JCPA backs statement urging selective use of Title VI protections
NEW YORK (JTA) — The largest umbrella organization of Jewish policy agencies endorsed a statement urging selective use of civil rights legislation to combat anti-Jewish and anti-Israel activity on college campuses.
Monday’s vote by a task force of The Jewish Council for Policy Affairs stopped short of passing the resolution, which calls for balancing vigilance against anti-Semitic and anti-Israel sentiment on college campuses with free speech concerns. Instead, it endorsed the resolution and sent it to be voted on by member agencies, which include the Anti-Defamation League, the American Jewish Committee and the three major American denominations. The vote will take place at a May plenum in Detroit.
The statement specifically addressed the use of Title VI of the Civil Rights Act of 1964.
In October 2010, following a campaign by Jewish communal organizations, including the JCPA, the Department of Education’s Office for Civil Rights issued a directive to protect students attending publicly funded colleges from harassment “on the basis of actual or perceived shared ancestry or ethnic characteristics.”
Since the directive, the Office for Civil RIghts has opened investigations over harassment of Jewish students at three schools: Columbia University, Rutgers University and the University of California, Santa Cruz. Another case at the University of California, Berkeley, involves Title VI but is being handled in federal court.
The JCPA called for Jewish and pro-Israel students to be educated about using Title VI to remedy “appropriate cases” in which “anti-Semitic or anti-Israel conduct has risen to a level where it deprives a student of access to … opportunities at the school,” or when “the school has accepted, tolerated or failed to correct a hostile environment of which it had notice.” A late addition to the draft statement also urged organizations to consult with campus leaders before taking action.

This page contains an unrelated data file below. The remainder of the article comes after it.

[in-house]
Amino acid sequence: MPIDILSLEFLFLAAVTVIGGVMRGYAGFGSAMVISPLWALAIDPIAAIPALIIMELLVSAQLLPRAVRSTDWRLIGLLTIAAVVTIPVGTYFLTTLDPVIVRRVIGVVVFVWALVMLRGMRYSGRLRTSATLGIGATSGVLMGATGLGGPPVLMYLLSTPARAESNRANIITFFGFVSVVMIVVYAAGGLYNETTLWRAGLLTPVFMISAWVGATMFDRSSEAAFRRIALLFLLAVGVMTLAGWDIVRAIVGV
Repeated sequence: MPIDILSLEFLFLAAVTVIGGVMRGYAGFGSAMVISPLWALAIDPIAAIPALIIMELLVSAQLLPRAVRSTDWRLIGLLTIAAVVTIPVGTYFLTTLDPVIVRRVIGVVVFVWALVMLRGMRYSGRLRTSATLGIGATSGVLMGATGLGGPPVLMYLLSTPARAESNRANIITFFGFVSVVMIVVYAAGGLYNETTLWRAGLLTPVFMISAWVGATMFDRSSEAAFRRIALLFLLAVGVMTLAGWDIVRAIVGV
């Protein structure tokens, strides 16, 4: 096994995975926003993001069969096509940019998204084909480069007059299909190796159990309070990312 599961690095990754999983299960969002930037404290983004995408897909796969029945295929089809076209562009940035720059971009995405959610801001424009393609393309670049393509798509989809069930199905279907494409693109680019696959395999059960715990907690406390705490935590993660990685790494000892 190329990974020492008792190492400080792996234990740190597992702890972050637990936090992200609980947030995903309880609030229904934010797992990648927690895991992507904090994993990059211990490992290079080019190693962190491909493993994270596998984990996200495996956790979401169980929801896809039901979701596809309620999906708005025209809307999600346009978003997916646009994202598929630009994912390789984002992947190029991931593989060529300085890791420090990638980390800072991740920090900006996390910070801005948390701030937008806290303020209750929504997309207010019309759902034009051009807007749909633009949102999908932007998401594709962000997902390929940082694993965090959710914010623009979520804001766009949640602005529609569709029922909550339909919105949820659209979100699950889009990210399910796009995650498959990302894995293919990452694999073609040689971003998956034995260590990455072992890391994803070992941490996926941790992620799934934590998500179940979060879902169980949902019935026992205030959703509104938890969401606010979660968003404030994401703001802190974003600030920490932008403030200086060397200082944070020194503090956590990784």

However, it also warned against relying onTitle VI as a cure-all that could undermine academic freedom and alienate both Jewish and non-Jewish students from the larger Jewish community.
Although sought by Jewish organizations, the use of Title VI has been controversial over fears that it would overly quell reasonable debate about Israeli policy.
In August, the American Jewish Committee walked back from an April joint statement by its director of anti-Semitism, Kenneth Stern, and Cary Nelson, president of the American Association of University Professors, which criticized “Some … as making the situation worse by distorting the provisions of Title VI.”
“Opposing anti-Israel events, statements and speakers, they believe the only way to ‘protect’ Jewish students is by imposing censorship,” said the statement.